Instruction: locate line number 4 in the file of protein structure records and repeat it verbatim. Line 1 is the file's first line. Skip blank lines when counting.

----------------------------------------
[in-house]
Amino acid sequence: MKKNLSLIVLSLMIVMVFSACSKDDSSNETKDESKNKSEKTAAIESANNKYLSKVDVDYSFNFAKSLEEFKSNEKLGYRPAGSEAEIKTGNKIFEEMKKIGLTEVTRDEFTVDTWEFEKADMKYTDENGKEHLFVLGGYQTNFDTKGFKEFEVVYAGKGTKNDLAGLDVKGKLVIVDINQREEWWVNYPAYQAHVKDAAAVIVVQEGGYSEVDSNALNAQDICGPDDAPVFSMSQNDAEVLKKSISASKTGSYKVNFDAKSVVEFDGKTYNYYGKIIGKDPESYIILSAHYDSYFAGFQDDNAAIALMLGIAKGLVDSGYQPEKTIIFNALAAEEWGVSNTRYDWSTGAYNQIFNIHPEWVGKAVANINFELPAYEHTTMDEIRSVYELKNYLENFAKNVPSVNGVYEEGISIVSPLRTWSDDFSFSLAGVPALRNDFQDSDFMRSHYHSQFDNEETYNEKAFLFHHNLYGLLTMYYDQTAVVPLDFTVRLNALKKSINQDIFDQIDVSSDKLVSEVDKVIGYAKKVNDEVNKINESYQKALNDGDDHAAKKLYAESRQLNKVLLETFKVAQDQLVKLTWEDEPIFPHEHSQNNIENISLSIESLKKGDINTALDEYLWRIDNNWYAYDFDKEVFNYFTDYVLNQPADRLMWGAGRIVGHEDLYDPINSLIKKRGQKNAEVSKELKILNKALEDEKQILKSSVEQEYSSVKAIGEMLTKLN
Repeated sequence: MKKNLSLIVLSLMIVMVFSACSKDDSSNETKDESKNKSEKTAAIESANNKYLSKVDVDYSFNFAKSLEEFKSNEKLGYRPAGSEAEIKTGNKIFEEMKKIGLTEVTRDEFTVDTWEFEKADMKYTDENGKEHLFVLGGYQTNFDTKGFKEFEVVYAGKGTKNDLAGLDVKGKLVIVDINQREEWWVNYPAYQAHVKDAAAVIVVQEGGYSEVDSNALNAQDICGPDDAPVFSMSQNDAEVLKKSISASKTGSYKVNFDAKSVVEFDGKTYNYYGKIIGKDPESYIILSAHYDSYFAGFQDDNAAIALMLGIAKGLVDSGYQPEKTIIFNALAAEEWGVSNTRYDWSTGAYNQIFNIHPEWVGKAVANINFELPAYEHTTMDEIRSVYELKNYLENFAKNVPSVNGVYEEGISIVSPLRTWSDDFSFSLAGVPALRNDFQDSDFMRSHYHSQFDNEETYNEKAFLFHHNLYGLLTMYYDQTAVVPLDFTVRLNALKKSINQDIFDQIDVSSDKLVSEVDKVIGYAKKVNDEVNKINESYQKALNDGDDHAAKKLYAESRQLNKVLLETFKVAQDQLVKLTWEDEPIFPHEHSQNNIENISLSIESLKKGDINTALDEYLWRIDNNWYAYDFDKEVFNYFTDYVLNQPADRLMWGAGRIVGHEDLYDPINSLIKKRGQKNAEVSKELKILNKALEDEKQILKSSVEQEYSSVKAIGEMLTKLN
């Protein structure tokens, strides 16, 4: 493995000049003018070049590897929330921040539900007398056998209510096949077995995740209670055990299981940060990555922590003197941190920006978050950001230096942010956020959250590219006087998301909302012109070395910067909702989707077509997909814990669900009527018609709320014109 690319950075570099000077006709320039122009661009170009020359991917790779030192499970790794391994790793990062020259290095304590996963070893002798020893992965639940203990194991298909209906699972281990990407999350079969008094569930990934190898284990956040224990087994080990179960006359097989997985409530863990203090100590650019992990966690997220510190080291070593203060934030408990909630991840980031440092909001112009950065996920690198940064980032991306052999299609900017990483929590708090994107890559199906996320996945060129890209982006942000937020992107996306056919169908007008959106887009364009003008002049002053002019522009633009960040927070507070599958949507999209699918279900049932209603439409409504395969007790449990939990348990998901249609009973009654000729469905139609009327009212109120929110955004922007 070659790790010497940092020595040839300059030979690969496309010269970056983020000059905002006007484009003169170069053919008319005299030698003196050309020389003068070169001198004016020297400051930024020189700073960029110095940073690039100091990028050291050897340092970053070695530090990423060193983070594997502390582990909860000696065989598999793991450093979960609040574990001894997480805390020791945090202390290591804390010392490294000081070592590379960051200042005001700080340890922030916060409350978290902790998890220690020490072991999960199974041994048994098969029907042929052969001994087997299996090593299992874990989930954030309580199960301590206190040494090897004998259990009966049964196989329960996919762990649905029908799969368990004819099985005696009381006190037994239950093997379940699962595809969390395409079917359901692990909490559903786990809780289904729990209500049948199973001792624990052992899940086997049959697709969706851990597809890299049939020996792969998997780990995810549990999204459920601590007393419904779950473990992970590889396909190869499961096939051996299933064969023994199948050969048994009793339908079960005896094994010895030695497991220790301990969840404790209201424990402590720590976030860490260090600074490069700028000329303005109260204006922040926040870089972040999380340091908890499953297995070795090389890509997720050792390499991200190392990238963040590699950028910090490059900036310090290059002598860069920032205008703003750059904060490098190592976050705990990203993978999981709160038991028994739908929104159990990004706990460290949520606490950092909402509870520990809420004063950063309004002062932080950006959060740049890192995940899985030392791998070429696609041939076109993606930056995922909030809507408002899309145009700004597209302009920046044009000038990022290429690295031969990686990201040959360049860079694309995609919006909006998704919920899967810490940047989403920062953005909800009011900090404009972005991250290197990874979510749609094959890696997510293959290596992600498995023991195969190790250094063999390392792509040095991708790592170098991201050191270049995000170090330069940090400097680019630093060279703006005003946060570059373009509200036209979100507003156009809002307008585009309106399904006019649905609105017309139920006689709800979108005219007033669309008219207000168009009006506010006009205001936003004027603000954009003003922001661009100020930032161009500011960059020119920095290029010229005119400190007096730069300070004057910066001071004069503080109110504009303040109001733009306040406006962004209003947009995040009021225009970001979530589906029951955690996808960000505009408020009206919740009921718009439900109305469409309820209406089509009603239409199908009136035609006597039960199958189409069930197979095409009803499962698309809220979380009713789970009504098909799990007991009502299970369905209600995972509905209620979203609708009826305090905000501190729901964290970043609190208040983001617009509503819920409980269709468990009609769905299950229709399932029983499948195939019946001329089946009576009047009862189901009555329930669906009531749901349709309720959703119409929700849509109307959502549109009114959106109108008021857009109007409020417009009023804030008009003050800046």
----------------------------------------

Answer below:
């Protein structure tokens, strides 16, 4: 493995000049003018070049590897929330921040539900007398056998209510096949077995995740209670055990299981940060990555922590003197941190920006978050950001230096942010956020959250590219006087998301909302012109070395910067909702989707077509997909814990669900009527018609709320014109 690319950075570099000077006709320039122009661009170009020359991917790779030192499970790794391994790793990062020259290095304590996963070893002798020893992965639940203990194991298909209906699972281990990407999350079969008094569930990934190898284990956040224990087994080990179960006359097989997985409530863990203090100590650019992990966690997220510190080291070593203060934030408990909630991840980031440092909001112009950065996920690198940064980032991306052999299609900017990483929590708090994107890559199906996320996945060129890209982006942000937020992107996306056919169908007008959106887009364009003008002049002053002019522009633009960040927070507070599958949507999209699918279900049932209603439409409504395969007790449990939990348990998901249609009973009654000729469905139609009327009212109120929110955004922007 070659790790010497940092020595040839300059030979690969496309010269970056983020000059905002006007484009003169170069053919008319005299030698003196050309020389003068070169001198004016020297400051930024020189700073960029110095940073690039100091990028050291050897340092970053070695530090990423060193983070594997502390582990909860000696065989598999793991450093979960609040574990001894997480805390020791945090202390290591804390010392490294000081070592590379960051200042005001700080340890922030916060409350978290902790998890220690020490072991999960199974041994048994098969029907042929052969001994087997299996090593299992874990989930954030309580199960301590206190040494090897004998259990009966049964196989329960996919762990649905029908799969368990004819099985005696009381006190037994239950093997379940699962595809969390395409079917359901692990909490559903786990809780289904729990209500049948199973001792624990052992899940086997049959697709969706851990597809890299049939020996792969998997780990995810549990999204459920601590007393419904779950473990992970590889396909190869499961096939051996299933064969023994199948050969048994009793339908079960005896094994010895030695497991220790301990969840404790209201424990402590720590976030860490260090600074490069700028000329303005109260204006922040926040870089972040999380340091908890499953297995070795090389890509997720050792390499991200190392990238963040590699950028910090490059900036310090290059002598860069920032205008703003750059904060490098190592976050705990990203993978999981709160038991028994739908929104159990990004706990460290949520606490950092909402509870520990809420004063950063309004002062932080950006959060740049890192995940899985030392791998070429696609041939076109993606930056995922909030809507408002899309145009700004597209302009920046044009000038990022290429690295031969990686990201040959360049860079694309995609919006909006998704919920899967810490940047989403920062953005909800009011900090404009972005991250290197990874979510749609094959890696997510293959290596992600498995023991195969190790250094063999390392792509040095991708790592170098991201050191270049995000170090330069940090400097680019630093060279703006005003946060570059373009509200036209979100507003156009809002307008585009309106399904006019649905609105017309139920006689709800979108005219007033669309008219207000168009009006506010006009205001936003004027603000954009003003922001661009100020930032161009500011960059020119920095290029010229005119400190007096730069300070004057910066001071004069503080109110504009303040109001733009306040406006962004209003947009995040009021225009970001979530589906029951955690996808960000505009408020009206919740009921718009439900109305469409309820209406089509009603239409199908009136035609006597039960199958189409069930197979095409009803499962698309809220979380009713789970009504098909799990007991009502299970369905209600995972509905209620979203609708009826305090905000501190729901964290970043609190208040983001617009509503819920409980269709468990009609769905299950229709399932029983499948195939019946001329089946009576009047009862189901009555329930669906009531749901349709309720959703119409929700849509109307959502549109009114959106109108008021857009109007409020417009009023804030008009003050800046």